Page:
In the days before anyone in the racing business south of Toronto had ever heard of Frank Stronach, the battle over the prime winter dates in Florida was almost a spectator sport renewed annually and played out before an audience of those interested in the outcome and a panel of elected officials representing the state’s Division of Pari-Mutuel Wagering.
The stakes were high. The middle dates — early January through mid-March — embraced what is known in Florida as “the season,” when humans and horses from the East, Midwest and parts of Canada fled southward in escape of the long, dark northern winter. The area’s economic well being was directly dependent upon robust tourism during winter. The racing in Florida, staging area for the Triple Crown and winter home to the most powerful racing stables in the East, was as good as it gets.
Lush, seductive and rich in history, Hialeah Park was still the destination of what passes for aristocracy in this country, snowbird horseplayers and host to traditionally important races, the Flamingo Stakes and Widener Handicap among them. Gulfstream Park, then owned by The Donn Family, was almost a tropical version of Monmouth Park, in New Jersey — a mile from the beach, probably the prototypical Florida racetrack. In the days when the game was still played on-track, before account wagering, simulcasting and the Internet, they were very different racetracks in tone and atmosphere, each with unique charms and every year their representatives went before the regulatory body empowered to award racing dates and pleaded their cases for the middle dates. These were bitter fights that sometimes spilled into the courts. Usually, the two tracks would operate in the prime season in alternate years, a fragile rotation that neither pleased nor punished either track. Gulfstream, which argued that it produced more revenue for the state when awarded the middle dates, was the stronger of the two, benefiting from the population migration north from Miami, which was fast becoming a predominantly Latin city during the 1980s. Broward County, the southern border of which is straddled by Gulfstream, was growing wildly. Yet, though economically disadvantaged, Hialeah was viable when it operated in the mid-winter period. This delicate balance was pushed past the tipping point with the acquisition of Gulfstream by Frank Stronach’s Magna Entertainment, now MI Developments. Stronach, in 2002, was successful in an effort to convince officials to walk away from the allocation of racing dates, leaving tracks free to operate whenever they wished. Hialeah, overmatched when forced to compete head to head, ripped to shreds by a hurricane and faced with what amounted to suicide, was soon out of business. In subsequent years, the two remaining tracks agreed upon dates before submitting allocations to the Division of Pari-Mutuel Wagering, which rubber-stamped the request. The landscape in Florida has changed in the last decade. Calder, which was never challenged in the late-spring to early winter dates, is now part of the Churchill Downs Empire. Gulfstream is essentially a casino with a racetrack in the backyard surrounded by all manner of retail development. Hialeah, recently granted a license to operate slot machines, is again operational and site of a winter meeting for quarter horses. Owner John Brunetti plans a billion-dollar renovation and commercial development. He also has plans eventually to resume thoroughbred racing. Squabbling racetracks operating in the same vicinity, all with different owners who share no common purpose — but should — can be nothing except dysfunctional, particularly when treacherous Stronach is part of the mix. Well enough is never well enough in Stronach’s world. His company recently announced its intention to begin racing at Gulfstream in December of 2011, a period long occupied solely by Calder, which countered with a threat to race year-round. The gantlet has been thrown down.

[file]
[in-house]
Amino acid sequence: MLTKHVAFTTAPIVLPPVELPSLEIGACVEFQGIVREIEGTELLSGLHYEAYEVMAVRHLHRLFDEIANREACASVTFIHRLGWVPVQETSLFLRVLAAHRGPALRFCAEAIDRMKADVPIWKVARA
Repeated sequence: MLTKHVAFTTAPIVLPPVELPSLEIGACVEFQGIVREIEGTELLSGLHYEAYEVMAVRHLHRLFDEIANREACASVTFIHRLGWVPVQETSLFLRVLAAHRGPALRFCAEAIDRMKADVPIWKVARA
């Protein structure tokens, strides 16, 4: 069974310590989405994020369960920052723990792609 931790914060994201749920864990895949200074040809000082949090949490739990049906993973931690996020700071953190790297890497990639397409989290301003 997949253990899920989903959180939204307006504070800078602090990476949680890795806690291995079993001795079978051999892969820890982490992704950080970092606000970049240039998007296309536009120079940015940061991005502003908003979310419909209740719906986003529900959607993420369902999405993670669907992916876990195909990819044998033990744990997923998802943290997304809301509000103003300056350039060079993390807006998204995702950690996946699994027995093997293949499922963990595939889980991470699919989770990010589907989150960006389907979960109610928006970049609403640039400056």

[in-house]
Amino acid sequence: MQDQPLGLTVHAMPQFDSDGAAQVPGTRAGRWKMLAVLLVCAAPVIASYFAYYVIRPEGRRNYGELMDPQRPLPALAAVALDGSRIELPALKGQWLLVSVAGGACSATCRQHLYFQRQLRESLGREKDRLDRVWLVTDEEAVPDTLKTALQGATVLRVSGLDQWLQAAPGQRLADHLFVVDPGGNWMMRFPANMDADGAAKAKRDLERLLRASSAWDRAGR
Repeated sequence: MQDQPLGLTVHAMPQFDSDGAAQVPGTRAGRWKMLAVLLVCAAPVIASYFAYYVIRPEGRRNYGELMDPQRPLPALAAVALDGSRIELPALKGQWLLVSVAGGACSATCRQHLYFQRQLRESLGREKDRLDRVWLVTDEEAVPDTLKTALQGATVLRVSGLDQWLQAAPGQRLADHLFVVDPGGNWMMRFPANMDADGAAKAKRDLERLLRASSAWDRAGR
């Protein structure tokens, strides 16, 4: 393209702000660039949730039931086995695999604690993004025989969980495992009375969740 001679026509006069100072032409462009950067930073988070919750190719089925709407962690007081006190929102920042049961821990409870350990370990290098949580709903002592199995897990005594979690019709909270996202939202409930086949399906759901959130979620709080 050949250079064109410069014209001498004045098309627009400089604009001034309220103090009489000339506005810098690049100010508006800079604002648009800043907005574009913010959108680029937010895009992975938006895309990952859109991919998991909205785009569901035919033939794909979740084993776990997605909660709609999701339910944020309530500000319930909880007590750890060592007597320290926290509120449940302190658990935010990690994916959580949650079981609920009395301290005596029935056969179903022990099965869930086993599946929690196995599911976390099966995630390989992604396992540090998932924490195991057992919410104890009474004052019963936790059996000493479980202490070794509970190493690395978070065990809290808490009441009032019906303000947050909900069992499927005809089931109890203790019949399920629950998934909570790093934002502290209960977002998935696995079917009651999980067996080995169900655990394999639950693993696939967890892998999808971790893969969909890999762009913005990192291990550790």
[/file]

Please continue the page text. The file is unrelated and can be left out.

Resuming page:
Calder announced that plan last week in an amended dates filing under which it will hold races Fridays through Sundays every week from July 1, 2011, to June 30, 2012. That plan would pit Calder head-to-head with Gulfstream Park, which is only a few miles to the east and north, from early January through late April. This is only in the initial stage of bitterness and rancor, and is certain to gain momentum in the wake of Stronach’s latest divisive maneuver. The character of the market demands orderly rotation since most non-managerial personnel move from track to track with the changing season. Eventually, Hialeah will rejoin the dysfunction that has taken over thoroughbred racing in South Florida and in the current climate; the whole is unlikely to equal the sum of its parts. Stronach’s open-market position has no weight in a regulated industry and Florida authorities abdicated their responsibility when they left the playground to the children. South Florida is an important racing market, particularly during the winter months, but it remains fragile. Both Calder and Gulfstream have long-established roles in the orderly conduct of the sport and there is enough of this pie to feed everyone, even Hialeah when it is ready to take its place in the frame, perhaps with a short, boutique meeting in January. A responsible Division of Part-Mutuel Wagering would step in and retake control of date allocation and impose order if not peace. Racing’s leaders speak often of cooperation among industry participants in deference to the greater good. Obviously, the message has not reached South Florida.
Originally Posted on ESPN